Mind, before I forget, if you wish to support my writing, BTW, I do have a Patreon page. I haven’t written much there. I do have five patrons (Goddess bless them forever), and I have reward levels starting at just a dollar a month. So if that’s something you’d like to do, I would appreciate your support…anything you can do, whether it’s buying my books, writing reviews, supporting me at Patreon, or anything else, is extremely beneficial right now.
Folks, I remain mired in the flu.
Granted, it’s a little bit better than it was yesterday. But my voice remains awful (a friend called last night and was absolutely appalled at how much of a croak it sounds like right now), I’m still coughing more than not, am incredibly congested, and can actually point to each one of my ribs because each individual one hurts like fire.
Mind, it’s not as bad as it could be. So far, I don’t seem to have bronchitis or pneumonia, and as I’ve had both before, I think I’d know. And I am getting a little better; this is the second day in a row I’ve been able to get online and put up some form of a blog — though that’s probably more because of sheer cussedness on my part than anything else.
(Hey, at least I admit it.)
Because I have a new book out, CHANGING FACES, which I’ve talked about a great deal already, I hope I don’t have to give you all the links and all the blurbs and all that today. (Scroll down and hit the back arrow if you want that, just this once. OK?)
Instead, I’d rather just give you this link, to a guest blog I did at Straight from the Author’s Mouth, and give you a bit of that to whet your interest:
This is for pet lovers. If you don’t own a pet, skip this question, but do your pets actually get their food on time or do they have to wait until you type just one more word?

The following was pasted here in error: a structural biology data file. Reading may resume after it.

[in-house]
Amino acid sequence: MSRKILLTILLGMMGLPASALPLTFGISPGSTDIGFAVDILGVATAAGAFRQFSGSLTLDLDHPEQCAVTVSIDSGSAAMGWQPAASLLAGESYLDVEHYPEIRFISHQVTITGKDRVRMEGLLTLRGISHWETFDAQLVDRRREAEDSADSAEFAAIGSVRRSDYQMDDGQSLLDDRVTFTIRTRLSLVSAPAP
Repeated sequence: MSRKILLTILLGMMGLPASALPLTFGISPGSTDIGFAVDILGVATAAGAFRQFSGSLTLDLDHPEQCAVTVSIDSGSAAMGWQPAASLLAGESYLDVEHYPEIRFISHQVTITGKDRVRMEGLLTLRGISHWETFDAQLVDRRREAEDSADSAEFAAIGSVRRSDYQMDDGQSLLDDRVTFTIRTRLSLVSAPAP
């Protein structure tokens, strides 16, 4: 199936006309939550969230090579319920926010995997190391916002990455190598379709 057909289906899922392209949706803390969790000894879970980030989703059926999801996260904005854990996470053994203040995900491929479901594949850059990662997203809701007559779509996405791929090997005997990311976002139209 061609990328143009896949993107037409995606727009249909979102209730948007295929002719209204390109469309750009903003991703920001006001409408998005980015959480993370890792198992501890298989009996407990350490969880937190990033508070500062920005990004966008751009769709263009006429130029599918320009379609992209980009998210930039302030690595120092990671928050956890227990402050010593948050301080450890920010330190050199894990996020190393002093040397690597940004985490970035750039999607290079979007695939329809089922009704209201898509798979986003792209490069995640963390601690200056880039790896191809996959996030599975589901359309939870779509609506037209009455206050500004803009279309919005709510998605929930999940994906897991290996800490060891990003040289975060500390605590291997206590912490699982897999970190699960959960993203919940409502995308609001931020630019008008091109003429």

BC: That’s a tough one! (Laughs.) My dogs mostly do get their food on time, but it’s because about an hour before they’re usually fed, they come and put their heads on my lap, and give me the big, huge, puppy-dog eyes. I usually am working away, and I tell them, “It’s too early!” But they keep coming back, and keep nagging me, so they do tend to get fed on time.
This is for plant lovers. If you don’t own a plant, skip this question, but if you do, are they actually still alive?
BC: I’ve been nurturing one plant now for several years; it was planted in remembrance of my deceased Cocker spaniel, Blackie. I try to water it every couple of days, and tell it that Blackie would be pleased…I’m sure that plant is quite bemused with me, too! (Yes, I’m weird.)
In writing your book, how did you deal with the phone ringing, your family needing dinner or your boss calling you saying you’re late?
BC: I got annoyed when anything took me out of the creative process, to be honest. It takes me a while to be fully immersed in the worlds I create, and anything that gets in the way of that feels like a full-on assault of the creative process. But after my initial annoyance, I usually apologize, because it’s not the fault of whoever interrupted that I’ve picked this career (or it picked me, rather).
Anyway, please go take a look at the latest guest blog, as there’s a lot more good stuff to read about there. Note that I can’t comment or do much other than let you know about it because Firefox and Google still aren’t playing well together, and no matter what I do to get rid of cookies out of the cache (isn’t that a lovely word, cache?), I just can’t share anything from that page.
So if you can, please do. And also, do let people know that my book is out…maybe some will see it as utter nonsense, but I hope most won’t. Love is love, and who cares about the outer packaging, anyway? (I sure as Hell don’t.)